This assessment focused on two pathways by which residents of the lower Saginaw River could be exposed to sediment-derived contaminants: 1) consumption of contaminated fish (i.e., walleye or carp), and 2) consumption of contaminated waterfowl (i.e., mallards and gadwalls). Other exposure pathways were determined to be either incomplete (e.g., ingestion of sediments) or insignificant in terms of risk (e.g., ingestion of surface water while swimming). Swimming does not occur very often in the lower Saginaw River, and there are no beaches in the area.

Only a few species of fish and waterfowl were included in the exposure assessment because of the lack of data for many other species. Walleye were chosen because they are the preferred sport fish in the Saginaw River and could be used to represent a pelagic (open-water) species. Carp were selected because they are generally the most contaminated fish in water bodies due to their benthic feeding habits and high lipid content; carp were used to represent a benthic species. Thus, by examining the estimated risk from consuming either carp or walleye, a range of risk estimates could be determined for a variety of exposure scenarios. In terms of waterfowl consumption, the only available data set containing contaminant levels in wild waterfowl were for two mallards and six gadwalls collected in 1985 from the Saginaw River area; these data sets were combined and used in the exposure assessment.

Noncarcinogenic and carcinogenic risks were estimated for typical, reasonable maximum, and subsistence exposures. Typical (i.e., average) exposures were assumed to occur over a period of 9 years; reasonable maximum (i.e., the maximum exposure that is reasonably expected to occur at a site) and subsistence exposures were assumed to occur over a period of 30 years (USEPA, 1989a). These exposure durations were extrapolated over a period of 70 years for estimating carcinogenic risks. The subsistence pathway was chosen for a small segment of the population that may be relying on the consumption of fish or waterfowl from the area for their main source of protein. For all three exposure scenarios, exposures were determined for each chemical and added for each pathway. In addition, exposures were added across pathways (i.e., consumption of fish and waterfowl) for typical and reasonable maximum exposures; this was not done for the subsistence scenario because subsistence anglers and waterfowl hunters represent two sensitive subpopulations that should be considered separately.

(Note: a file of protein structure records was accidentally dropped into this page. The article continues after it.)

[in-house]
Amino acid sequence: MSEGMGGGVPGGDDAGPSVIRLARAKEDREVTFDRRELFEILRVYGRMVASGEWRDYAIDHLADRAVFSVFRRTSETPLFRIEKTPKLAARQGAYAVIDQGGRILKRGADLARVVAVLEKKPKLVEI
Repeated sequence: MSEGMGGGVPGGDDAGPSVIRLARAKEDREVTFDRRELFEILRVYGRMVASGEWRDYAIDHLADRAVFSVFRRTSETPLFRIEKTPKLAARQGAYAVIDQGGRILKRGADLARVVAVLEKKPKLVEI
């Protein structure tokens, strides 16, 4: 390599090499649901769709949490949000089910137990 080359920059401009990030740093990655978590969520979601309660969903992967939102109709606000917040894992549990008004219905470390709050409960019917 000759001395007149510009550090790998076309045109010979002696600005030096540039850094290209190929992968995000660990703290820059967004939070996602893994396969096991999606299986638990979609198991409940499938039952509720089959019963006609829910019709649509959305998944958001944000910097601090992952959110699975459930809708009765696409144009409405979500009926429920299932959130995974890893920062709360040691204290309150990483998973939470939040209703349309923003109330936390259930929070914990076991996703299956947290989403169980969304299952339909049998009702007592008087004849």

For each of these exposure scenarios, different consumption patterns of fish and waterfowl were assumed to take place (Tables 1.1 and 1.2). These consumptions patterns were based, in part, on recommended values given in EPA Superfund guidance (USEPA, 1989a,b; 1991a) or else on study assumptions.

Several heavy metals and organic compounds were included in the exposure assessment: arsenic, cadmium, copper, mercury, zinc, chlordane, dieldrin, heptachlor epoxide, hexachlorobenzene, PCBs, p,p' dichlorodiphenyl dichloroethane (DDD), p,p' dichlorodiphenyl dichloroethylene (DDE), p,p' dichloridiphenyl trichloroethane (DDT), and styrene. This list was selected for those chemicals detected in fish and waterfowl for which noncarcinogenic and/or carcinogenic toxicity values were available.

1.4 RISK ASSESSMENT

1.4.1 Determination of Risk
Noncarcinogenic effects were evaluated by comparing an exposure level over a specified time period with a reference dose (RfD)[1] derived from a similar exposure period (otherwise known as a hazard quotient (HQ)). Thus, HQ = exposure level/RfD. An HQ value of less than 1 indicates that exposures are not likely to be associated with adverse noncarcinogenic effects. HQ values between 1 and 10 may be of concern, particularly when additional significant risk factors are present (e.g., other contaminants at levels of concern) (USEPA, 1988a). The sum of more than one HQ value for multiple substances and/or multiple exposure pathways is represented by the Hazard Index (HI). This assumption of additivity does not account for any synergistic or antagonistic effects that may occur among chemicals.